So it’s been a while. We left Tulear on October 14, leapfrogged from national park to national park. Here are some highlights:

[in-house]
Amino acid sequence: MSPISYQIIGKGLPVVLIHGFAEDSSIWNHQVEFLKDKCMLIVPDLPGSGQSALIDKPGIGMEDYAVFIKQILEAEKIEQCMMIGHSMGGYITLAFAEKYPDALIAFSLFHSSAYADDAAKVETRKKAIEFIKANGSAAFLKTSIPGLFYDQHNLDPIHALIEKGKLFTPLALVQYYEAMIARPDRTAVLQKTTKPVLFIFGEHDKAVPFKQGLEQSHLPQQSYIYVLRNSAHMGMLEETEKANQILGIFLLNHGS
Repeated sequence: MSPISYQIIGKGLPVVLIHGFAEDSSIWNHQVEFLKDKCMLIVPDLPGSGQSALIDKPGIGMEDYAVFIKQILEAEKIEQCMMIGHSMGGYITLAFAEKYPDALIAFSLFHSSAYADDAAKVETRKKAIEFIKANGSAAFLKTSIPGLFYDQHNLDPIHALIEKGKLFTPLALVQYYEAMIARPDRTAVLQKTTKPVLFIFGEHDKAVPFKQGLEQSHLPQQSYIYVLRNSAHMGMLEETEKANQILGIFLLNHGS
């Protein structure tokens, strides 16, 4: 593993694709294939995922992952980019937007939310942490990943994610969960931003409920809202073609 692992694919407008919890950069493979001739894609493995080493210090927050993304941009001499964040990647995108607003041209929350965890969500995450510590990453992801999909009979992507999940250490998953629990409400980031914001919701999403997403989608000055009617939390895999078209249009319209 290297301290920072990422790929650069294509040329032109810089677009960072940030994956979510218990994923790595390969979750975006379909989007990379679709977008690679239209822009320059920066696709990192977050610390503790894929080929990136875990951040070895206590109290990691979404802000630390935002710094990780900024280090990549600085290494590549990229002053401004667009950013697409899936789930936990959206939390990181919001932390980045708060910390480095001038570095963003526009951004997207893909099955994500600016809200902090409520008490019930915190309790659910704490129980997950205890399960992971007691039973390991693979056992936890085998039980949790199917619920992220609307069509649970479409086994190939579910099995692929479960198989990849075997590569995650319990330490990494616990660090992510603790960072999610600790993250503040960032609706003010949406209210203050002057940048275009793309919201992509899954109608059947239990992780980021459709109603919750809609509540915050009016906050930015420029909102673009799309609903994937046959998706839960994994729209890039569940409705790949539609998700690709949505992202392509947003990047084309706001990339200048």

ISALO: We drove all morning through increasingly interesting landscape. The south is overwhelmingly hot and sandy, and the southwest is overwhelmingly dry, so it was magnificent to see the terrain slowly shift with a colder and wetter atmosphere. Huge sandstone formations lined the road all the way to the national park. The campground there was strikingly similar to some I’ve seen in the States–tons of people, individual campsites, even bathrooms and showers (Malagasy-style, with rats and baskets for toilet paper and giant spiders, but luxe compared to some places we’ve been). The marvelous part of Isalo lay in a sort of narrow canyon between the sandstone where a rainforest thrives. We hiked through stretches of it directly after arriving, swam in a natural pool at the base of a waterfall (“piscine noir”), hiked back, ate, slept. Packed up in the morning–we only stayed one night–and then hiked to another pool, and back again to the car. Isalo is the most popular national park in Madagascar, and despite the political upheaval that has scared most tourists away, the second swimming hole we went to was packed with tourists. So many white people! We students became visibly uncomfortable at being there and just sat staring at the tourists until our guide said it was time to return. I think my desire to travel received a significant blow–all the visitors there made such a beautiful place ugly and cheap for a moment, and I couldn’t help thinking what a ridiculous activity traveling was and how studying abroad is just another bit of glorified tourism–academic tourism. (I’m not as upset as I was that day, but still need to re-evaluate my desire to travel.) The return walk above the canyon was beautiful, but when we stopped to look out over the landscape, a group of French tourists caught up with us, and the rest of the walk was slow and cumbersome because there wasn’t room to get ahead of them again.